The Economic Injury Disaster Loan (EDIL) is also part of the CARES Act and has similar terms as the PPP, but the key is that you can’t co-mingle the funds. This means that you can apply for both, but you can’t use both loans for the same expenses.

Many local SCORE chapters are offering assistance in navigating the PPP process. Since the availability and guidance are constantly changing, this may be a good option for an MSP.

Independent contractors

Many MSPs retain technicians as independent contractors and issue a 1099 at the end of the year.

“1099 employees, unfortunately, have to apply for PPP funds individually,” Williams points out. So if you have nine techs working for you, you’ll have to help nine people navigate the process. The loans are available via most, but not all, banks. The bank has to already be an approved SBA lender. If you already have an account with an SBA lender, that’ll save you some hoops to jump through, and you’ll have preexisting goodwill with the bank.

As a general rule we are hearing that bigger banks are not acting as quickly in processing the loans. Your best bet is a smaller community bank or credit union. They seem to processing the loans far faster and giving better customer service, but generally only to existing customers. If you don’t have an account with a smaller bank, you can apply for the funds through some non-banks like PayPal or Square.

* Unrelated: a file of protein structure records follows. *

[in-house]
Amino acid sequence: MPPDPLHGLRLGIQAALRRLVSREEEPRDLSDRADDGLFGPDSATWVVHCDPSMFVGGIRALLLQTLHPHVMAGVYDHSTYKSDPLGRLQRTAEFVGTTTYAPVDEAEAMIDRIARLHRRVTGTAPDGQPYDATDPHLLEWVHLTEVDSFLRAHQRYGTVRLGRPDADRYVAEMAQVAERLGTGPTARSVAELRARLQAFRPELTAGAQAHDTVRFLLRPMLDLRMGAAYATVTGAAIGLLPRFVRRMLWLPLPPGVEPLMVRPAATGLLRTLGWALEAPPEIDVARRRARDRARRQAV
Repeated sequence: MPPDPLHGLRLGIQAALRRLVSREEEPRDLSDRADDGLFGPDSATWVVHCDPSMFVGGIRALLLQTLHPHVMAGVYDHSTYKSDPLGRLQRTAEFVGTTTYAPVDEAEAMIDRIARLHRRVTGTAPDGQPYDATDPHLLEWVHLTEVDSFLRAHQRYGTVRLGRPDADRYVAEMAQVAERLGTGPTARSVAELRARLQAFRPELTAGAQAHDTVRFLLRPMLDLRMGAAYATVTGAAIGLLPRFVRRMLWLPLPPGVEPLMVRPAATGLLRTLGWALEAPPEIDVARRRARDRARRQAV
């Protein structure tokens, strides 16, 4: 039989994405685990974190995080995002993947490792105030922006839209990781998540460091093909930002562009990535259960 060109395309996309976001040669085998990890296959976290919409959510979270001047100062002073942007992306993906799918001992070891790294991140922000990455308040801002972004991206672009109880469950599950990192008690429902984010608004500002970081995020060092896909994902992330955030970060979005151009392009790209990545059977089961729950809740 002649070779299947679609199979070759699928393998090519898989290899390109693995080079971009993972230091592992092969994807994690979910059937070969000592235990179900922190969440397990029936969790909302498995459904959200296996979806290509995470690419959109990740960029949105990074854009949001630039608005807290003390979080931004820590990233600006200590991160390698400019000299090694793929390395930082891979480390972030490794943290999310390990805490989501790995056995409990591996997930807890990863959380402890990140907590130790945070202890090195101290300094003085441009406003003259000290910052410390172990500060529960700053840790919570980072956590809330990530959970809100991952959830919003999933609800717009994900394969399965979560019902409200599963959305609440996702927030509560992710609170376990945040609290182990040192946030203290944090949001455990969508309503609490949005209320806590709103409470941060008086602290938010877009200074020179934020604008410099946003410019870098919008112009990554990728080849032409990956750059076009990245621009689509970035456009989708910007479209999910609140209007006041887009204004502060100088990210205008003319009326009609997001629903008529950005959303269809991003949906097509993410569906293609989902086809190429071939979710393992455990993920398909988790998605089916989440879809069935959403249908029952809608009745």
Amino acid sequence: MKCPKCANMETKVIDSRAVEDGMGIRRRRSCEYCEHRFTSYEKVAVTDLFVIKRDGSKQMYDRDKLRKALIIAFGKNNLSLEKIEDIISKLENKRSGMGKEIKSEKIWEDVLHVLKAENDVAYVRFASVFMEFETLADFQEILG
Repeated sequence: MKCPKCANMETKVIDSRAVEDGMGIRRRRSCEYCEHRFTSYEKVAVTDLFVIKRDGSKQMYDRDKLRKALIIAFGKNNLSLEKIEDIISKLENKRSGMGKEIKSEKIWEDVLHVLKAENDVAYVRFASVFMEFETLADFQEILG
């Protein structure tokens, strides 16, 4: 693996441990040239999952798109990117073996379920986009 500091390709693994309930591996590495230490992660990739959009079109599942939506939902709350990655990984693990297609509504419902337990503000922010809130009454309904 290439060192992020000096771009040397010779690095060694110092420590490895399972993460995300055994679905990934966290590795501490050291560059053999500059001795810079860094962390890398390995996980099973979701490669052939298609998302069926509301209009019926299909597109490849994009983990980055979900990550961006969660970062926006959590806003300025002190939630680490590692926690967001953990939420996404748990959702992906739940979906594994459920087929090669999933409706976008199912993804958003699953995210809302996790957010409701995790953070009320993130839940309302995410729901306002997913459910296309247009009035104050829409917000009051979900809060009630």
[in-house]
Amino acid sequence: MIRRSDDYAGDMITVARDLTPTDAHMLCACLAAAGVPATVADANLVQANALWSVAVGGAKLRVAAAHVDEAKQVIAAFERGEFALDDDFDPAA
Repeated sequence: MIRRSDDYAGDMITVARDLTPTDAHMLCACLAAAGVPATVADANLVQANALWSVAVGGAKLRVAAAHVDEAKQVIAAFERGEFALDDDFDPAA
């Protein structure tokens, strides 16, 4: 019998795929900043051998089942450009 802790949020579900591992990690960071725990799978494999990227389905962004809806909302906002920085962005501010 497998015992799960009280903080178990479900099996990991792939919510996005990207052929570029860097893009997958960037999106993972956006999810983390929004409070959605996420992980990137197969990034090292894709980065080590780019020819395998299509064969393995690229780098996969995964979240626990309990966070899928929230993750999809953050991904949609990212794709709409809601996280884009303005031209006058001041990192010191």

Here are some helpful links that Williams recommends to navigate the PPP process.  The program is new and the only certainty is that guidelines are changing, so keep your CPA or favorite banker on speed dial.


SCORE (Service Core of Retired Executives): Offers free assistance navigating CARES.

List of sba-approved lenders: PPP loans can only be obtained from lenders on this list.

US Department of Treasury: Good at-a-glance information about the program, but, again, stay abreast of the continually changing guidance.

Photo: eldar nurkovic / Shutterstock

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Kevin Williams

Posted by Kevin Williams

Kevin Williams is a journalist based in Ohio. Williams has written for a variety of publications including the Washington Post, New York Times, USA Today, Wall Street Journal, National Geographic and others. He first wrote about the online world in its nascent stages for the now defunct “Online Access” Magazine in the mid-90s.